From HOWARD HARDING
James Huang has made squash history by becoming the first player from Chinese Taipei to reach the final of a PSA World Tour event.
The 27-year-old from Taipei City, ranked 137 in the world, defied the seedings in the South Australian Open to make the final of the established PSA Challenger 5 event in Adelaide, before bowing out to favourite Mike Corren.
“To be honest, I’m a bit disappointed that I didn’t win the title this time,” said Huang. “But it really feels great that I finally made a final. It really means a lot to me.”
Huang is one of two Chinese Taipei members of the Professional Squash Association. “I was the first Taiwan player to join PSA – and, after five years, now I finally have Chen Sheng Kai, a younger Taiwan player, who decided to give it a try.
“I think it is all about the passion of Squash that made us decide to do this,” Huang continued. “We’ve never had a real coach or trainer to help us do all the training – everything has been learnt from overseas. We plan the training programme and do it alone.
“I train morning and afternoon on weekdays. But after that I need to coach squash at night and coach the whole weekend to gain money for my travel expenses.”
Huang joined the PSA in 2005 – and made his debut in the Buler Challenge Cup in February the following year in Hong Kong, where he lost in the first qualifying round. But in his next event, the NSC Satellite No1 in Malaysia, he made it through to the quarter-finals as a qualifier. Since then he has competed in almost 40 Tour events on all five continents.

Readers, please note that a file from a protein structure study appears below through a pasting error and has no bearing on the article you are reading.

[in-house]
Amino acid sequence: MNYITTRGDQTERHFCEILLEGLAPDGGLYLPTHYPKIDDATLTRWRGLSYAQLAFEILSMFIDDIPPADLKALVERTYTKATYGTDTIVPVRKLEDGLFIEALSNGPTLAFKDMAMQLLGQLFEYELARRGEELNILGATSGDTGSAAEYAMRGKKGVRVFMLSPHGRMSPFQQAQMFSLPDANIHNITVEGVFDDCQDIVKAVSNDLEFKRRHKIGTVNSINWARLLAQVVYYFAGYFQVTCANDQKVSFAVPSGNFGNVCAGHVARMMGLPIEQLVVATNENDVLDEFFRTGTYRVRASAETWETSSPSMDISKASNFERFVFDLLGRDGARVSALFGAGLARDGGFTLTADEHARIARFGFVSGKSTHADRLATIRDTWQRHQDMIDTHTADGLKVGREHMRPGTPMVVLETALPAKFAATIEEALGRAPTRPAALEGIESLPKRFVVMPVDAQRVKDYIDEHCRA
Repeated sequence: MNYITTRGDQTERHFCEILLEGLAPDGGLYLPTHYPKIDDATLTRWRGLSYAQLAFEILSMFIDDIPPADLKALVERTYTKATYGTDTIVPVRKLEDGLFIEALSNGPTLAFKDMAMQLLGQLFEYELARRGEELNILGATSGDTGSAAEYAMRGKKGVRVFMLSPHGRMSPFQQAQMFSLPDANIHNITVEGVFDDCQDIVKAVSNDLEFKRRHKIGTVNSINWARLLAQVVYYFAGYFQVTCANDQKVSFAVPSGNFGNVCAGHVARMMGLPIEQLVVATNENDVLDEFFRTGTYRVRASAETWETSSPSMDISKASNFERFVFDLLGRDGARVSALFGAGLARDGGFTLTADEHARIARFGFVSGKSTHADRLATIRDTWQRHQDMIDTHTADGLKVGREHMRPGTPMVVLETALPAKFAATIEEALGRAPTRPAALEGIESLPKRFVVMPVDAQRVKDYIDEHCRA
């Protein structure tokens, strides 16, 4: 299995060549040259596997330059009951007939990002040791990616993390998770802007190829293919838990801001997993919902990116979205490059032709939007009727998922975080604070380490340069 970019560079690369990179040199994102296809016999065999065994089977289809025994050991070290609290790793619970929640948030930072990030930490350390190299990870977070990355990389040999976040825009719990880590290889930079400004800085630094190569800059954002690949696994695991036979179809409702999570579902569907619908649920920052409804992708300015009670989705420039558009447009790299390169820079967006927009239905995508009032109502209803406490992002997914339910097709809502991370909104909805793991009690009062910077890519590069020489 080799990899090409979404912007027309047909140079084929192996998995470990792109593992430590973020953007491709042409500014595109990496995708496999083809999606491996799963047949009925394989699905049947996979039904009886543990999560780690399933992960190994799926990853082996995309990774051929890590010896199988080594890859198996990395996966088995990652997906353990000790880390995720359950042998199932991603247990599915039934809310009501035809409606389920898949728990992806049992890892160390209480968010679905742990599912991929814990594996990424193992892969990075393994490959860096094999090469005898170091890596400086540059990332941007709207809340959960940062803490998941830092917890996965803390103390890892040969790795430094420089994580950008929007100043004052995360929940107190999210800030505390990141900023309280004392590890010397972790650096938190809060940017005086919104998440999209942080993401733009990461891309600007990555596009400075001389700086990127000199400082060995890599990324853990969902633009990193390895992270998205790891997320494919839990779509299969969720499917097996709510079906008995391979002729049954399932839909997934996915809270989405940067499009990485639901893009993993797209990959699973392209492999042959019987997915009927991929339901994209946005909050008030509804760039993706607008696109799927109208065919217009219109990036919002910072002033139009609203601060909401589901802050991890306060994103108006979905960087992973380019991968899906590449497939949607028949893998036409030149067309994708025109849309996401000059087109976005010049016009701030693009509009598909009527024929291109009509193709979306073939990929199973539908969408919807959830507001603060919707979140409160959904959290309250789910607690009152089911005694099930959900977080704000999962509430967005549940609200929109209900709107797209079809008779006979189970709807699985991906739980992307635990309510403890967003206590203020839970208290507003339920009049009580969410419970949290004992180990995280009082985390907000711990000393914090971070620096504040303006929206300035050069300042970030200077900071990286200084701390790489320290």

“I first started playing squash when I was 12 at a club,” Huang added. “There weren’t many squash courts in Taiwan at that time. We started together, my parents and my older sister, firstly just for the exercise. We didn’t have a coach but we just really enjoyed playing squash with the members.
“I started training harder when I was 16 and had more time to play squash at college. After college, I decided to join PSA, encouraged by my father.
“Squash wasn’t popular when I started to play. But now it is getting better as more squash courts are being built at sports centres. Hopefully, I can get more kids to play squash in the future.
“My ambitions are to keep improving every day and make it into the top 100 world rankings,” explained Huang. “And to win a title, of course!
“But most of all, I hope my story can inspire more players from Taiwan.”
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